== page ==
Gerald Joyce, PhD
David Horning, PhD
Sept. 2014 – present
B.S. 2014, University of Alberta, Edmonton Canada
Research: Evolving cross-chiral polymerase ribozymes
All known biopolymers are homochiral. A prevailing question in prebiotic chemistry is the emergence of such exclusivity in chirality. L- and D- enantiomers of RNA share identical physical and chemical properties; however, biological enzymes (e.g. nucleases, polymerases) do not recognize the unnatural L-RNA. An important property of RNA and DNA of opposite chirality is that they are unable to interact through Watson-Crick base pairing. Interactions between L- and D-RNA must occur through tertiary interactions, much like how a protein recognizes nucleic acids. Recently, a ribozyme has been developed that is capable of template-directed ligation of oligonucleotides of the opposite chirality, but has limited ability to polymerize mononucleotides.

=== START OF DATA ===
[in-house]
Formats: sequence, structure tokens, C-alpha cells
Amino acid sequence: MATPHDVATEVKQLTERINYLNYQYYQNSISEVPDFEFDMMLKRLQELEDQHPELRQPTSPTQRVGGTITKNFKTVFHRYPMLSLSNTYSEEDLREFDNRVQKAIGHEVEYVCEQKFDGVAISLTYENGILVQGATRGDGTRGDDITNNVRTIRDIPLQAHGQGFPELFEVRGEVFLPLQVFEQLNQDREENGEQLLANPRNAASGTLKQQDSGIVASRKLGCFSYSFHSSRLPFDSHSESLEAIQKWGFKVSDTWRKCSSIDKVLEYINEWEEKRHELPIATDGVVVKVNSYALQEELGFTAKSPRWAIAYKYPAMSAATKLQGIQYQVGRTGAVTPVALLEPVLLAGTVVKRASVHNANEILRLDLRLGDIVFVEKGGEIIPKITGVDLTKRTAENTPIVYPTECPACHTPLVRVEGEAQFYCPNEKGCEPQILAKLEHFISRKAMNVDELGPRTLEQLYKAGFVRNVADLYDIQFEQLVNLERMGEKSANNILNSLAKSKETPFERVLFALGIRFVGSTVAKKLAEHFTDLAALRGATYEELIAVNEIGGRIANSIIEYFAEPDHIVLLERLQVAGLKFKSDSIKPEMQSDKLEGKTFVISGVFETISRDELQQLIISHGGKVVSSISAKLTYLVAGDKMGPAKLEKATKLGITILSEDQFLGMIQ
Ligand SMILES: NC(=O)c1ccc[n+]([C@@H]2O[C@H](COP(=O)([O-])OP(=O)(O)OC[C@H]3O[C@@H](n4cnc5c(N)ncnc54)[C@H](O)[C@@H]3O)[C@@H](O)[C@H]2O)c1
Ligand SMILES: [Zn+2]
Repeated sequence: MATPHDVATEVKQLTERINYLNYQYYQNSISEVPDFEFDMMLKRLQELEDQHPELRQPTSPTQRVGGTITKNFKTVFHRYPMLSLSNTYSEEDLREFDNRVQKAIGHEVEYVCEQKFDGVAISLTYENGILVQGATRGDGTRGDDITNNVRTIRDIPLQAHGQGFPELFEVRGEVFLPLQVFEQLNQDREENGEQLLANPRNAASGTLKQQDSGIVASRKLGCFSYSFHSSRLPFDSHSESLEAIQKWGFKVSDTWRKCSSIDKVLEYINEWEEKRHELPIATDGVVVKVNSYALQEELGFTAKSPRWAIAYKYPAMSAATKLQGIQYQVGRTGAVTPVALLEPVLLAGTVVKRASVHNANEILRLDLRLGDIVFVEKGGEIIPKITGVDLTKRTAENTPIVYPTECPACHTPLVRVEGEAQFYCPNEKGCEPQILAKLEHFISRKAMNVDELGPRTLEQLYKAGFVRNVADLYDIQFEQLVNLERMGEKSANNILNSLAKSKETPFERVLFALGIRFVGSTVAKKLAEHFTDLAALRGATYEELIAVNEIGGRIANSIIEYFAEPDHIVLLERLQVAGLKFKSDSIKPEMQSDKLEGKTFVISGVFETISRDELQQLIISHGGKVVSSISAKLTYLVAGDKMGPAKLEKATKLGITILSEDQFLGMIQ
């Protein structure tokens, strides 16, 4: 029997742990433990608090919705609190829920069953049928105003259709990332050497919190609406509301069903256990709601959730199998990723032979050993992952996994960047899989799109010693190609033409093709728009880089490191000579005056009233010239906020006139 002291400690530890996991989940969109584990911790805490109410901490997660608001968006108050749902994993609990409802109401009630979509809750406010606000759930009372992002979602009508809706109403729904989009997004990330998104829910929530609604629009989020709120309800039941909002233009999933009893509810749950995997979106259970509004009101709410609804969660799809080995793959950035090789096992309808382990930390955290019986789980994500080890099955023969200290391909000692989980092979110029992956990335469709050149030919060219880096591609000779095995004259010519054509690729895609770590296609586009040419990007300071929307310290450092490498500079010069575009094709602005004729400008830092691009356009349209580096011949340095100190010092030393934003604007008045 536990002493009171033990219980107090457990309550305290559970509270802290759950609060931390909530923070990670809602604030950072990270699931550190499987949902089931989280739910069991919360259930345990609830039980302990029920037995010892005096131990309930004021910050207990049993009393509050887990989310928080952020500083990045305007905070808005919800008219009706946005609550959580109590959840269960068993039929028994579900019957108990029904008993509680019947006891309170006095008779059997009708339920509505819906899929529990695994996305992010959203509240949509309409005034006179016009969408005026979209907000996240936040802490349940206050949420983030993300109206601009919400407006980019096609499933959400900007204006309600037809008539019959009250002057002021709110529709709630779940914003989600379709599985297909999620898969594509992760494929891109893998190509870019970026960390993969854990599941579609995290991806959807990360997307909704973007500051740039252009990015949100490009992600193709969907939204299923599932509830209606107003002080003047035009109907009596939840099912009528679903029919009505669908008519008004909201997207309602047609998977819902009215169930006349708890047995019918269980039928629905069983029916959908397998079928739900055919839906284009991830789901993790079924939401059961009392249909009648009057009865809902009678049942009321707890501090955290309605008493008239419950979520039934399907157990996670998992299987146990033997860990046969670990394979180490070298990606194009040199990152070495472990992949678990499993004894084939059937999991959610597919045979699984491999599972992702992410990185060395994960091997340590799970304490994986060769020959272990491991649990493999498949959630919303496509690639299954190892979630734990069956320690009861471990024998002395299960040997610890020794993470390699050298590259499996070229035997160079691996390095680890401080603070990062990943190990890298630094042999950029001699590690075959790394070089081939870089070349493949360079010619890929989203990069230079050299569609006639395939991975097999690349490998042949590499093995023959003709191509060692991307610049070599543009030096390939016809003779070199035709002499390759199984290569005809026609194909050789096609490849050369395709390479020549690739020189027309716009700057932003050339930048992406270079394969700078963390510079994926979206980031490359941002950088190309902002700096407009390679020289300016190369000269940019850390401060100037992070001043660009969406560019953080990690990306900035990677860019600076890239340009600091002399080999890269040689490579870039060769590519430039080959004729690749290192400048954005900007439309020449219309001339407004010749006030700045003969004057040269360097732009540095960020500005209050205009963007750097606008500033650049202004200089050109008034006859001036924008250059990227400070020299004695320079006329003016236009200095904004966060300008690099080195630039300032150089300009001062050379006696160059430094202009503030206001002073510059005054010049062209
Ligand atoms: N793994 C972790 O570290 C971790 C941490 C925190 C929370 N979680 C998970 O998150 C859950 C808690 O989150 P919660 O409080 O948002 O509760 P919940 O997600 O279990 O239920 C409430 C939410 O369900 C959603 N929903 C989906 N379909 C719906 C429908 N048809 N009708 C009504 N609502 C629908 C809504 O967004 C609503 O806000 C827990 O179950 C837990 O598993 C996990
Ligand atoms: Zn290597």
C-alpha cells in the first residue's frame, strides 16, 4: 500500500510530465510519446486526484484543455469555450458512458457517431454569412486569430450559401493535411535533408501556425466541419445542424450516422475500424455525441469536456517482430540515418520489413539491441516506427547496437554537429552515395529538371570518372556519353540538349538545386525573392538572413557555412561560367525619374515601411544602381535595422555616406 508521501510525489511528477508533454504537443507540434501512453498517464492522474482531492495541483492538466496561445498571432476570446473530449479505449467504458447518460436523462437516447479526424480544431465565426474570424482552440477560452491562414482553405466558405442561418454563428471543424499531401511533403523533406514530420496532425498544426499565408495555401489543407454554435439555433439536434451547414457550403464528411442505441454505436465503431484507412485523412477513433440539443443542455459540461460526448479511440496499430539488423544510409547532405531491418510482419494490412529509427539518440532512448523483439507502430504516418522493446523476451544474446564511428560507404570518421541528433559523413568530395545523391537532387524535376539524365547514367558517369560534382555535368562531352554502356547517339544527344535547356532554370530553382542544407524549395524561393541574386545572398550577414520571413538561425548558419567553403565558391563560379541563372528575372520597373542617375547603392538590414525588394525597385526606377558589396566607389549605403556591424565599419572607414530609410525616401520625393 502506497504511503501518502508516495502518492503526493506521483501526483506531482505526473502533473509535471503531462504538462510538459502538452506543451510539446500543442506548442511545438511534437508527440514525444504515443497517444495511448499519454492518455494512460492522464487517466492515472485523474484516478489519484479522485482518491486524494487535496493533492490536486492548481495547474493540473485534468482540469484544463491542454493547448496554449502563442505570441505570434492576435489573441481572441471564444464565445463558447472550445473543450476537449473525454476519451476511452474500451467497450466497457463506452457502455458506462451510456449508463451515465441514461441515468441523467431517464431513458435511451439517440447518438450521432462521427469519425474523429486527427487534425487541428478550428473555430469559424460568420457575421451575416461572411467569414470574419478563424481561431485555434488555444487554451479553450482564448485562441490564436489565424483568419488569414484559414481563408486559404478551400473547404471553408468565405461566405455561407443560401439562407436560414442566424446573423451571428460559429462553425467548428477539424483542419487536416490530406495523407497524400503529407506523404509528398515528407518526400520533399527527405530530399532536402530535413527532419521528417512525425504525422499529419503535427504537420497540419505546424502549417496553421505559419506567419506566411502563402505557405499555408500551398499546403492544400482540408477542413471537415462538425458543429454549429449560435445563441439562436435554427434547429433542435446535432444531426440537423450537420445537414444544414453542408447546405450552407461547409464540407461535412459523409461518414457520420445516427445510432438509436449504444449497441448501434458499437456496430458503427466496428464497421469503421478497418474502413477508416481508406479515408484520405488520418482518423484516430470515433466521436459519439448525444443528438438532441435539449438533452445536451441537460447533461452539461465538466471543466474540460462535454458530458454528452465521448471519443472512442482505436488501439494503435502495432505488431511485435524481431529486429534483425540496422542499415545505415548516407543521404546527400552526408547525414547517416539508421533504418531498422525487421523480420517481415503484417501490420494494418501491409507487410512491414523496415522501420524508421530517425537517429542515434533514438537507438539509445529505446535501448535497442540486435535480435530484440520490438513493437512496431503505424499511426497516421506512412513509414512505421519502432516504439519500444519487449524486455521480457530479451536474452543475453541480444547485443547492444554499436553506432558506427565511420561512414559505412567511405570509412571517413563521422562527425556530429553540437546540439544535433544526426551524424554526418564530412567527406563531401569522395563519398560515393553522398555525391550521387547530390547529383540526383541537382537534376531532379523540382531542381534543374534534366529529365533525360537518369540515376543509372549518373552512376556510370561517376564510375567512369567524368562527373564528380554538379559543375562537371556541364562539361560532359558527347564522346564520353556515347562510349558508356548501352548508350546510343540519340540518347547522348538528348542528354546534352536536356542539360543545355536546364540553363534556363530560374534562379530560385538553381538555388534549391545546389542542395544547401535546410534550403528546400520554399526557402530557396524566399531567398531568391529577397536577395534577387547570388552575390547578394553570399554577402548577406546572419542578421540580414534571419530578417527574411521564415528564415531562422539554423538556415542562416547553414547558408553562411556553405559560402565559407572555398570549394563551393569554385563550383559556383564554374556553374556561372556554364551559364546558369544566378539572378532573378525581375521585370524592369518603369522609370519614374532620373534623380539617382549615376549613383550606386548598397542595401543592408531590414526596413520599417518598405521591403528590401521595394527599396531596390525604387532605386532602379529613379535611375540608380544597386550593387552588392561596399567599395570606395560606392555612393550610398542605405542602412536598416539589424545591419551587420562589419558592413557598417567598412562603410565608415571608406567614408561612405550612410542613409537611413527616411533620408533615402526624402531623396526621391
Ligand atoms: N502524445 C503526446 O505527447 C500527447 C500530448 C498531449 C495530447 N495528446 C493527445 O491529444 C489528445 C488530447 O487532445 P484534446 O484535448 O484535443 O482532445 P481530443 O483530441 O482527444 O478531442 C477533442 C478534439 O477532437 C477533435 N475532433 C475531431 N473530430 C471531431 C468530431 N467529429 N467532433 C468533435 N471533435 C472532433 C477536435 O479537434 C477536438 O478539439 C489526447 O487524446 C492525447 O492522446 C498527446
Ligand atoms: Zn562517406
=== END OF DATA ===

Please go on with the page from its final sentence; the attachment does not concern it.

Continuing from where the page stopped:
A general RNA polymerase that is able to accurately and efficiently catalyze template-directed polymerization of long sequences of the opposite chirality is currently being developed. A robust, cross-chiral polymerase could enable PCR-like amplification of nuclease-resistant L-RNA in the short-term and enable the long-term goal of a sustained evolution system in vitro, based on exponential cross-amplification of both L- and D-enantiomers of a highly efficient cross-chiral polymerase. In such a system, it may be possible to observe a drift in sequences of the different enantiomers, as the sequence of one enantiomer is not tied to the sequence of the other.